Article written by André ten Bloemendal, Vice President Commercial Sales Europe, ChargePoint
Remember back, long before the era smart phones, when the height of technology was a Nokia 3310. Mobile phones were a modern marvel, putting the ability to contact the entire world in the palm of your hand, until you tried to explore that world.
Travelling abroad you found yourself in a situation where you would either be shut out of the mobile network completely, or you would run up astronomical bills making a 2-minute call to home, forcing you to go without or to buy a new sim card in every country you visited. Until recently, electric vehicle (EV) charging worked a little like mobile phones used to, asking EV drivers to sign up for additional accounts to charge on different networks or potentially pay additional costs—not fun for anyone.
There’s good news, however: the EV charging game is changing fast with new partnerships that improve the driver experience and create a clear path to mass adoption of EVs. Multiple agreements have recently been signed and are in the process of being so that let EV drivers charge on a number of other charging networks without creating multiple accounts. The concept is simple: charging companies should work together to expand access to charging for EV drivers enabling them to charge when they need to charge and where they need to do so, without incurring additional fees.
Why does this matter? Whilst ongoing developments in battery size, car efficiency and physical charging infrastructure have made huge strides in the past years, the ability to find a charger that is working, not in use and charges a reasonable fee is still an issue in the UK. There are an ever-expanding number of fast and super chargers across the country, but each network does not cover enough ground to make sure no EV driver ever gets stranded.
Just like with mobile phones, agreements such as these, between networks, simplifies the EV charging experience for drivers and expands access to charging to more people—a win-win that will help accelerate EV adoption. Without peer-to-peer agreements between networks, drivers would be stuck creating more accounts or a third party would be utilized, a clearinghouse, that would increase complexity and add additional costs for drivers and businesses. The creation of bilateral agreements not only makes the EV charging experience easier, but ensures that expanded access to charging doesn’t come with additional fees to drivers.
Across Europe, it is now so simple to charge that you can whip out your phone, load up your favourite network app, and you’re sure to find a station nearby you can use. You can tell if it’s available, how much charging will cost you and drive there with complete peace of mind. The best thing about this is that whilst it took decades for roaming to become this seamless and cost free in the mobile industry, with apps such as ChargePoint, you can travel through the whole of Europe and be confident of finding a charge.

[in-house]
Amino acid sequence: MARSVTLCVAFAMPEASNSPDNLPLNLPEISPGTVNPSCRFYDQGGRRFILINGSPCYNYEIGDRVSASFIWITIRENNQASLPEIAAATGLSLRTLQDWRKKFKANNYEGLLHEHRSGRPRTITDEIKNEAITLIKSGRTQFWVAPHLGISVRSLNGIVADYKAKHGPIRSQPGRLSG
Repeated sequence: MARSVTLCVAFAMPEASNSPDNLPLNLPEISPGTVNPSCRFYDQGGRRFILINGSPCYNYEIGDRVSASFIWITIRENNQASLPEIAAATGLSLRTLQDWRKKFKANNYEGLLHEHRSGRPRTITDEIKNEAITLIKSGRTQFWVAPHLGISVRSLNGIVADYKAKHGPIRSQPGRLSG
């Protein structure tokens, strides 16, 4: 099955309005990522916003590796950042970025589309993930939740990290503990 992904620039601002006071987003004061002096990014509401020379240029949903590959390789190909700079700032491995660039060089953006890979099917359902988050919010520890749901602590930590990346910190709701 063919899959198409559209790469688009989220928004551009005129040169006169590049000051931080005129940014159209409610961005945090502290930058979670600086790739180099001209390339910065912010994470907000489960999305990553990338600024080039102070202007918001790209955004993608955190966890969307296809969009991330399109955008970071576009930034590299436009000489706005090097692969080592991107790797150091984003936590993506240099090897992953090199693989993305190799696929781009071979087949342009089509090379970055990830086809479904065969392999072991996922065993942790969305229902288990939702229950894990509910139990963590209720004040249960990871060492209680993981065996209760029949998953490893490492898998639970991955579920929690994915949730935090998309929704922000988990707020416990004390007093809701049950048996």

Roaming not only simplifies the charging experience and takes away stress and cost for the driver, it also opens up stations to being used by more EVs, making them more attractive propositions for installation and decreasing their payback period. It eradicates the fear of hefty charging bills, and makes owning an EV in the UK breeze: more EV adopters and less air pollution.
Are we fully there yet? Whilst many operators are opening up, more need to work together and agree to share their stations networks. The main charging station operators in North America are already ahead of the game, enabling drivers to charge on each other’s networks in the US and Canada, meaning drivers can cross the continent hassle free.
European networks have also established multiple partnerships, but in the UK, uptake of roaming still needs improvement. Some of the major operators continue to operate in isolated networks that don’t talk to each other, making it difficult for UK drivers, and limiting the great potential of EVs as the vehicle of the future.
Luckily, the UK government’s announcement in February to invest £400m into improving charging infrastructure is a comfort to open network advocates. The investment will ensure the grid can sustain the predicted continual uptake of EV driving and aid in the commitment to making EV charging as accessible as plugging in all electronic devices, such as a mobile phone or a smart watch.
From here, drivers will discover many of the functionalities of EV charging including remote charging via smart devices, real-time energy usage checking and waitlist joining and notifications.
From automakers delivering more EV models, the phasing out of the sale of fuel cars to networks connecting directly to remove obstacles to charging – everyone must play their part for the full transition to electric mobility to become reality.
At ChargePoint we’re passionate about making charging easy – we were among the very first operators to establish roaming partnerships across North America and Europe, joining forces with competitors to accelerating EV adoption and always keeping the EV drivers at the heart of what we do.